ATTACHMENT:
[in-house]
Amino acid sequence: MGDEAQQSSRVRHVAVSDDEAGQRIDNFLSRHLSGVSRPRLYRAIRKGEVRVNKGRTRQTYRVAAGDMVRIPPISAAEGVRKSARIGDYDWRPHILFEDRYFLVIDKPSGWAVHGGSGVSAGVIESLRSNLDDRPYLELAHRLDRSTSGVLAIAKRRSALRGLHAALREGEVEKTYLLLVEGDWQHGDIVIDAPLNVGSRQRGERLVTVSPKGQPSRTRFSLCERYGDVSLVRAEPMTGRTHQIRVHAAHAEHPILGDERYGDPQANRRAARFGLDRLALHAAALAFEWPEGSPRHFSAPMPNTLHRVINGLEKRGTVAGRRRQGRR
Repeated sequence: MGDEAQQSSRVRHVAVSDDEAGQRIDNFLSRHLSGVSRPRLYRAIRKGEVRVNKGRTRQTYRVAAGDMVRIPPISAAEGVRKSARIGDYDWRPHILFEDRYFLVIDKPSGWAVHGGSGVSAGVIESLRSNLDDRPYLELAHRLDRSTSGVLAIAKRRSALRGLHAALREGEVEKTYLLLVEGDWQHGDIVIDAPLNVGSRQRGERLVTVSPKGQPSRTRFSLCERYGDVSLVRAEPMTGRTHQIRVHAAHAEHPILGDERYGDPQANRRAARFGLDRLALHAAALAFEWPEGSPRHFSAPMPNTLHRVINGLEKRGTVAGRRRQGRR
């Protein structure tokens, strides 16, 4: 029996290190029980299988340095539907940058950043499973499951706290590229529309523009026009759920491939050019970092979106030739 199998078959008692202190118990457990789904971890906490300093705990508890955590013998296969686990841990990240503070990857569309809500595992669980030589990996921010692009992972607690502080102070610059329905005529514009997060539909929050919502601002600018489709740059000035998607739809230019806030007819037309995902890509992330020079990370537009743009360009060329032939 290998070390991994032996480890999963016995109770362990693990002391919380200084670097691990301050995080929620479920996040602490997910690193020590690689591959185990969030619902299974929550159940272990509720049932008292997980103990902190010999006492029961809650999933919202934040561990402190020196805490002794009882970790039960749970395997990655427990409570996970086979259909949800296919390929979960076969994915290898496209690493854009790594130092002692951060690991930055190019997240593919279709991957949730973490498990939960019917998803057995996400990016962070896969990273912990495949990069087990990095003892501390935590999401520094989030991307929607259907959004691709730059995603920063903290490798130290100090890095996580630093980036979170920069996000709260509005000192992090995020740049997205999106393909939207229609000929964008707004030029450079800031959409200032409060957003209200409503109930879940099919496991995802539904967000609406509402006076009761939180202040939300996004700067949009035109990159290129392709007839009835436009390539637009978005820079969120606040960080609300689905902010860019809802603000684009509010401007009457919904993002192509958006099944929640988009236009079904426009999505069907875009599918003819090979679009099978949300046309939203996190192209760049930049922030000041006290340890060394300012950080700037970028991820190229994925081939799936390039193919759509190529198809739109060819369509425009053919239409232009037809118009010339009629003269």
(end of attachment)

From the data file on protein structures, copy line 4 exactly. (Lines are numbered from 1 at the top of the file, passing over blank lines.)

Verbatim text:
């Protein structure tokens, strides 16, 4: 029996290190029980299988340095539907940058950043499973499951706290590229529309523009026009759920491939050019970092979106030739 199998078959008692202190118990457990789904971890906490300093705990508890955590013998296969686990841990990240503070990857569309809500595992669980030589990996921010692009992972607690502080102070610059329905005529514009997060539909929050919502601002600018489709740059000035998607739809230019806030007819037309995902890509992330020079990370537009743009360009060329032939 290998070390991994032996480890999963016995109770362990693990002391919380200084670097691990301050995080929620479920996040602490997910690193020590690689591959185990969030619902299974929550159940272990509720049932008292997980103990902190010999006492029961809650999933919202934040561990402190020196805490002794009882970790039960749970395997990655427990409570996970086979259909949800296919390929979960076969994915290898496209690493854009790594130092002692951060690991930055190019997240593919279709991957949730973490498990939960019917998803057995996400990016962070896969990273912990495949990069087990990095003892501390935590999401520094989030991307929607259907959004691709730059995603920063903290490798130290100090890095996580630093980036979170920069996000709260509005000192992090995020740049997205999106393909939207229609000929964008707004030029450079800031959409200032409060957003209200409503109930879940099919496991995802539904967000609406509402006076009761939180202040939300996004700067949009035109990159290129392709007839009835436009390539637009978005820079969120606040960080609300689905902010860019809802603000684009509010401007009457919904993002192509958006099944929640988009236009079904426009999505069907875009599918003819090979679009099978949300046309939203996190192209760049930049922030000041006290340890060394300012950080700037970028991820190229994925081939799936390039193919759509190529198809739109060819369509425009053919239409232009037809118009010339009629003269």